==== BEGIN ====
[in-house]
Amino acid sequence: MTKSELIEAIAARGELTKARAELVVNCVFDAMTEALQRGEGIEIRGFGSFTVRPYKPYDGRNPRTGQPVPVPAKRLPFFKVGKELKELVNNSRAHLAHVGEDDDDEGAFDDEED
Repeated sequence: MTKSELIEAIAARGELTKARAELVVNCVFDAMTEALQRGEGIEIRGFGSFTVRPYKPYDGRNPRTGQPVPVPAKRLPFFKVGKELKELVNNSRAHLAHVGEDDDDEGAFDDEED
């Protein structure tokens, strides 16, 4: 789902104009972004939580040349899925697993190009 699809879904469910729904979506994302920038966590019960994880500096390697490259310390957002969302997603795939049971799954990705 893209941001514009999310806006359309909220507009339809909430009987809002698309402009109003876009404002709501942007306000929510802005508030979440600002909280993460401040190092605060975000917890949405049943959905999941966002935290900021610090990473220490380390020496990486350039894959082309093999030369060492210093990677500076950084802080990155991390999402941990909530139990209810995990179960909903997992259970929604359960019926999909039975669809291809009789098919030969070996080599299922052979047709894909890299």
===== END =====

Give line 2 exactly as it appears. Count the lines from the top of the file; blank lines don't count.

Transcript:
Amino acid sequence: MTKSELIEAIAARGELTKARAELVVNCVFDAMTEALQRGEGIEIRGFGSFTVRPYKPYDGRNPRTGQPVPVPAKRLPFFKVGKELKELVNNSRAHLAHVGEDDDDEGAFDDEED